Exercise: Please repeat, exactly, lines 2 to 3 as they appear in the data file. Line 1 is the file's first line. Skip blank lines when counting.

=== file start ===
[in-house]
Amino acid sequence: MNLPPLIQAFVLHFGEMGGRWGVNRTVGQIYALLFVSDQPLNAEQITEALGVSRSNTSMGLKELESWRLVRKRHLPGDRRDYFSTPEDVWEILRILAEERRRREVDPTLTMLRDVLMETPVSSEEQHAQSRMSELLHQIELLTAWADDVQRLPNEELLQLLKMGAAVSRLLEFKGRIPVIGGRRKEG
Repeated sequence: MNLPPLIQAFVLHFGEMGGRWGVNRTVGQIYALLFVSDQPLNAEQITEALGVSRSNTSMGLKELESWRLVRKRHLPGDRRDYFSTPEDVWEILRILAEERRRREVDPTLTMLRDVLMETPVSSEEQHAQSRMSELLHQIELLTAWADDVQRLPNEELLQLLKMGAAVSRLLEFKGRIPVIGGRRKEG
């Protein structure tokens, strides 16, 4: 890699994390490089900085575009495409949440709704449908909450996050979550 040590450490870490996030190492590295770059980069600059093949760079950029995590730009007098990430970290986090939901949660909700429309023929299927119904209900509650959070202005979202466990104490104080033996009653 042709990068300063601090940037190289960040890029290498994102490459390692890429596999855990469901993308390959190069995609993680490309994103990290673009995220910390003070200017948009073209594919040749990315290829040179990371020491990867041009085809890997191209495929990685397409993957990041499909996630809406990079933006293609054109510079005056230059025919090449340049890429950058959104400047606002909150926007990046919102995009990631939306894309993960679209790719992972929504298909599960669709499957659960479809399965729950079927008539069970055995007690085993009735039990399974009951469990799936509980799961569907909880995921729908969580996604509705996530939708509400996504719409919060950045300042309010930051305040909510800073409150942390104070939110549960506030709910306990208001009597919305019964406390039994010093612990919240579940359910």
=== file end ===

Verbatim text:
Amino acid sequence: MNLPPLIQAFVLHFGEMGGRWGVNRTVGQIYALLFVSDQPLNAEQITEALGVSRSNTSMGLKELESWRLVRKRHLPGDRRDYFSTPEDVWEILRILAEERRRREVDPTLTMLRDVLMETPVSSEEQHAQSRMSELLHQIELLTAWADDVQRLPNEELLQLLKMGAAVSRLLEFKGRIPVIGGRRKEG
Repeated sequence: MNLPPLIQAFVLHFGEMGGRWGVNRTVGQIYALLFVSDQPLNAEQITEALGVSRSNTSMGLKELESWRLVRKRHLPGDRRDYFSTPEDVWEILRILAEERRRREVDPTLTMLRDVLMETPVSSEEQHAQSRMSELLHQIELLTAWADDVQRLPNEELLQLLKMGAAVSRLLEFKGRIPVIGGRRKEG